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3 ways Apple’s iPad is revolutionizing architectural visualization

Evan Buxton

Evan Buxton is associate principal at Neoscape

By Evan Buxton

With Apple releasing its latest version of the iPad – one that will make it even easier to generate excitement for your projects – it is becoming increasingly clear that visual storytelling for a brand is essential for forward-thinking marketers. 

Even three years after its release, an iPad in a customer's hands elicits excitement and a desire to explore. This latest edition is taking this marketing revolution even further and here is how.

1. It is putting the marketing center in your briefcase. Impactful, beautiful marketing presentations, once relegated to high-end desktops or large-screen televisions in a showroom, are now being outclassed by a handheld computer that weighs as much as a Venti Latte. 

And having what you need when you need it – whether you are presenting one-on-one on a tradeshow floor or your customer is sitting in her home with the iPad – the platform is making the experience more interactive and consumer-driven. 

The new iPad Air will make it even easier and more convenient to have a marketing center in your briefcase as it is now the lightest tablet in the world. 

2. It is making the apps more powerful. Since the inception of applications, a browser search has become secondary for many brands because an iPad app delivers a product or service right to the palm of a customer’s hand. 

Using an iPad app as a marketing tool has become increasing popular among real estate developers, as well as architects. But it has to be done well. 

A hallmark of a well-designed app is quick, fingertip-access to contextualize important information.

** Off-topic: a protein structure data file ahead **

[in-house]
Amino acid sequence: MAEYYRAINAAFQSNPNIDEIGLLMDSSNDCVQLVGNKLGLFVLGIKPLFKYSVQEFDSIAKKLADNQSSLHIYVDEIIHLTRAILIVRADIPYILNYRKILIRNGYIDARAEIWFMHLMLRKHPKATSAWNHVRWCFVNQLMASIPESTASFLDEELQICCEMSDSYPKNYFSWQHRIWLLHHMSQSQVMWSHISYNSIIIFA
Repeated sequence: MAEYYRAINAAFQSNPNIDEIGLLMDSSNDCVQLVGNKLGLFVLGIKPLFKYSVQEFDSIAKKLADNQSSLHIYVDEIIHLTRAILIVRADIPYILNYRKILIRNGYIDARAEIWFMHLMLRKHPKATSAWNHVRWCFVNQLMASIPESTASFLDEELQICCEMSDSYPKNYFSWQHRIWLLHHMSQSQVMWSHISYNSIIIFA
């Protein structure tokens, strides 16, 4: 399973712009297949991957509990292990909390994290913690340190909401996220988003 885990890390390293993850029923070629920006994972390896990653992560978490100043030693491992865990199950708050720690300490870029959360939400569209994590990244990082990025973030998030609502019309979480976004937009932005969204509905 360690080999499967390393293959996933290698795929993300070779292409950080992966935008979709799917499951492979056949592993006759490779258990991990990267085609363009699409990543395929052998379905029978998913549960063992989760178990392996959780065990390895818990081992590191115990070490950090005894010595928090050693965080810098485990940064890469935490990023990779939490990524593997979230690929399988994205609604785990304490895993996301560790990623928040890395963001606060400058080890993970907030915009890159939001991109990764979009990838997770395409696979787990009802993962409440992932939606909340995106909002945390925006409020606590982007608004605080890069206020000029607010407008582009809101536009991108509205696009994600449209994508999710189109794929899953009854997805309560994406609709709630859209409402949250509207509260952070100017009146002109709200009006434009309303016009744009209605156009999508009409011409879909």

An app can show developments from hundreds of angles and views – from 30,000 feet in the air, to the nearest street corner. 

Immersing a user in a project, such as a mixed-use development brings her right into the property, like she is walking down the street. 

Through virtualized tours and information at the touch of a finger, the app created a conversational leasing presentation highlighting the building’s amenities and created an overall brand for the building.

With the iPad retina display on the new iPad mini, this will help make the branding and mobile experience even more realistic and appealing. 

3. It is transitioning the physical marketing center to a mobile experience. One of the new features of iOS7, Apple’s latest operating system, is iBeacon, a sensor that alerts mobile devices that they are near certain places or objects. 

For example, a homebuyer might walk past a listing in a real estate office window. If that buyer stands there long enough, iBeacon can issue an alert asking if he or she would like to watch a short fly-through animation, or view a 360-degree panorama from the penthouse. 

In addition, walking through a gallery of 3D illustrations, the app offers to send all of the images in an email. This takes the physical marketing center and it prolongs its life into a virtual and mobile experience.

WITH THE iPAD and the use of apps, the marketing center is now a physical and virtual experience that is being marketed through visualization. And Apple is making it increasingly easier to do so.

Evan Buxton is associate principal at Neoscape, Boston. Reach him at

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Related content: Columns, Evan Buxton, Neoscape, iPad, luxury marketing, luxury, mobile advertising, mobile marketing, mobile commerce, mobile

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